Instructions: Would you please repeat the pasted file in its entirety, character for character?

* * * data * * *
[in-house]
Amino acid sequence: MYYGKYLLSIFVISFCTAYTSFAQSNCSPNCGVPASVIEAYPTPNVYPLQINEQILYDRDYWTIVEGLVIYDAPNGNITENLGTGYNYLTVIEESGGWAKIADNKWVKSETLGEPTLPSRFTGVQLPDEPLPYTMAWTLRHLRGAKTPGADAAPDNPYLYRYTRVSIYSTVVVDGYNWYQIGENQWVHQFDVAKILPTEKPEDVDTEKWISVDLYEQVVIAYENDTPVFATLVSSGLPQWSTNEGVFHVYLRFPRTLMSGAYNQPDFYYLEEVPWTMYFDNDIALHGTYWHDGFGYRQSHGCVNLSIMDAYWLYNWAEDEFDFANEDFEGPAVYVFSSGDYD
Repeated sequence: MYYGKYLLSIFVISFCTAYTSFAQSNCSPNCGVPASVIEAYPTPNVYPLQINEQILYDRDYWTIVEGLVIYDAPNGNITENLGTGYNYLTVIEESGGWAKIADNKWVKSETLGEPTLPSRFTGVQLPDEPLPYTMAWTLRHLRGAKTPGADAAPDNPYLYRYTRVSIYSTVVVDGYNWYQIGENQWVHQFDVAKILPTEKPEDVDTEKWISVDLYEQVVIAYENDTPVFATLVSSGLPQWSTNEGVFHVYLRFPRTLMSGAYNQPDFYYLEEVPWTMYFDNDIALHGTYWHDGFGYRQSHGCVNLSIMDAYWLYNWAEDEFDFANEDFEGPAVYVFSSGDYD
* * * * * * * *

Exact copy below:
[in-house]
Amino acid sequence: MYYGKYLLSIFVISFCTAYTSFAQSNCSPNCGVPASVIEAYPTPNVYPLQINEQILYDRDYWTIVEGLVIYDAPNGNITENLGTGYNYLTVIEESGGWAKIADNKWVKSETLGEPTLPSRFTGVQLPDEPLPYTMAWTLRHLRGAKTPGADAAPDNPYLYRYTRVSIYSTVVVDGYNWYQIGENQWVHQFDVAKILPTEKPEDVDTEKWISVDLYEQVVIAYENDTPVFATLVSSGLPQWSTNEGVFHVYLRFPRTLMSGAYNQPDFYYLEEVPWTMYFDNDIALHGTYWHDGFGYRQSHGCVNLSIMDAYWLYNWAEDEFDFANEDFEGPAVYVFSSGDYD
Repeated sequence: MYYGKYLLSIFVISFCTAYTSFAQSNCSPNCGVPASVIEAYPTPNVYPLQINEQILYDRDYWTIVEGLVIYDAPNGNITENLGTGYNYLTVIEESGGWAKIADNKWVKSETLGEPTLPSRFTGVQLPDEPLPYTMAWTLRHLRGAKTPGADAAPDNPYLYRYTRVSIYSTVVVDGYNWYQIGENQWVHQFDVAKILPTEKPEDVDTEKWISVDLYEQVVIAYENDTPVFATLVSSGLPQWSTNEGVFHVYLRFPRTLMSGAYNQPDFYYLEEVPWTMYFDNDIALHGTYWHDGFGYRQSHGCVNLSIMDAYWLYNWAEDEFDFANEDFEGPAVYVFSSGDYD